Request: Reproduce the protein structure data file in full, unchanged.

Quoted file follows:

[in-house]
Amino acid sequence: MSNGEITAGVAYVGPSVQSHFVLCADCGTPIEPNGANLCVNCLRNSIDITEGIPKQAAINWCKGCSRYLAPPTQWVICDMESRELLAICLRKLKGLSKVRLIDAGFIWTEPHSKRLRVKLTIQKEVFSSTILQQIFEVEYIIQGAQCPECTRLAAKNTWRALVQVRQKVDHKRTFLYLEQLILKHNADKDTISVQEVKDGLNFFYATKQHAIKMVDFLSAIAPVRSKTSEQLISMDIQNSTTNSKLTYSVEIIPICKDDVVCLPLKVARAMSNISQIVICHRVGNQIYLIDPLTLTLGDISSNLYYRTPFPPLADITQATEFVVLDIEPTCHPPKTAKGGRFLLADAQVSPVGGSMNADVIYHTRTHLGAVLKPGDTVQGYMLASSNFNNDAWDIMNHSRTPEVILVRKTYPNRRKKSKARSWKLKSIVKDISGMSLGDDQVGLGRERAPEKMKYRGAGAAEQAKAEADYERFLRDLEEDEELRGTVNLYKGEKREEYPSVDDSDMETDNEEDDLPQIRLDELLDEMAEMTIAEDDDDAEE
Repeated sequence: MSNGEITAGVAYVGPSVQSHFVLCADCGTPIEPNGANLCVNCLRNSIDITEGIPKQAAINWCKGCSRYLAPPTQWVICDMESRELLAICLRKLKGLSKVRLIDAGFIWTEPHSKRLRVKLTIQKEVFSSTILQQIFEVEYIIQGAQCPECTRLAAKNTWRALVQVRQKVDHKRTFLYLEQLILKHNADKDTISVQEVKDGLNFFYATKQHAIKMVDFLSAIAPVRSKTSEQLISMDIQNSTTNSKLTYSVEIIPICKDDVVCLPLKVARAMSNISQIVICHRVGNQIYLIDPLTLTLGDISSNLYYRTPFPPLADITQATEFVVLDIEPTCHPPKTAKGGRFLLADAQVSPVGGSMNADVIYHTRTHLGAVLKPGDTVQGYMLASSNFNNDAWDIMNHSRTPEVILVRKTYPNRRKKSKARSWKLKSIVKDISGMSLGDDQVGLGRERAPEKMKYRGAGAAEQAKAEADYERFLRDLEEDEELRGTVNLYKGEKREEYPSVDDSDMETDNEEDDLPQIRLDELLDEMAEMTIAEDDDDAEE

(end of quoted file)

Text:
[in-house]
Amino acid sequence: MSNGEITAGVAYVGPSVQSHFVLCADCGTPIEPNGANLCVNCLRNSIDITEGIPKQAAINWCKGCSRYLAPPTQWVICDMESRELLAICLRKLKGLSKVRLIDAGFIWTEPHSKRLRVKLTIQKEVFSSTILQQIFEVEYIIQGAQCPECTRLAAKNTWRALVQVRQKVDHKRTFLYLEQLILKHNADKDTISVQEVKDGLNFFYATKQHAIKMVDFLSAIAPVRSKTSEQLISMDIQNSTTNSKLTYSVEIIPICKDDVVCLPLKVARAMSNISQIVICHRVGNQIYLIDPLTLTLGDISSNLYYRTPFPPLADITQATEFVVLDIEPTCHPPKTAKGGRFLLADAQVSPVGGSMNADVIYHTRTHLGAVLKPGDTVQGYMLASSNFNNDAWDIMNHSRTPEVILVRKTYPNRRKKSKARSWKLKSIVKDISGMSLGDDQVGLGRERAPEKMKYRGAGAAEQAKAEADYERFLRDLEEDEELRGTVNLYKGEKREEYPSVDDSDMETDNEEDDLPQIRLDELLDEMAEMTIAEDDDDAEE
Repeated sequence: MSNGEITAGVAYVGPSVQSHFVLCADCGTPIEPNGANLCVNCLRNSIDITEGIPKQAAINWCKGCSRYLAPPTQWVICDMESRELLAICLRKLKGLSKVRLIDAGFIWTEPHSKRLRVKLTIQKEVFSSTILQQIFEVEYIIQGAQCPECTRLAAKNTWRALVQVRQKVDHKRTFLYLEQLILKHNADKDTISVQEVKDGLNFFYATKQHAIKMVDFLSAIAPVRSKTSEQLISMDIQNSTTNSKLTYSVEIIPICKDDVVCLPLKVARAMSNISQIVICHRVGNQIYLIDPLTLTLGDISSNLYYRTPFPPLADITQATEFVVLDIEPTCHPPKTAKGGRFLLADAQVSPVGGSMNADVIYHTRTHLGAVLKPGDTVQGYMLASSNFNNDAWDIMNHSRTPEVILVRKTYPNRRKKSKARSWKLKSIVKDISGMSLGDDQVGLGRERAPEKMKYRGAGAAEQAKAEADYERFLRDLEEDEELRGTVNLYKGEKREEYPSVDDSDMETDNEEDDLPQIRLDELLDEMAEMTIAEDDDDAEE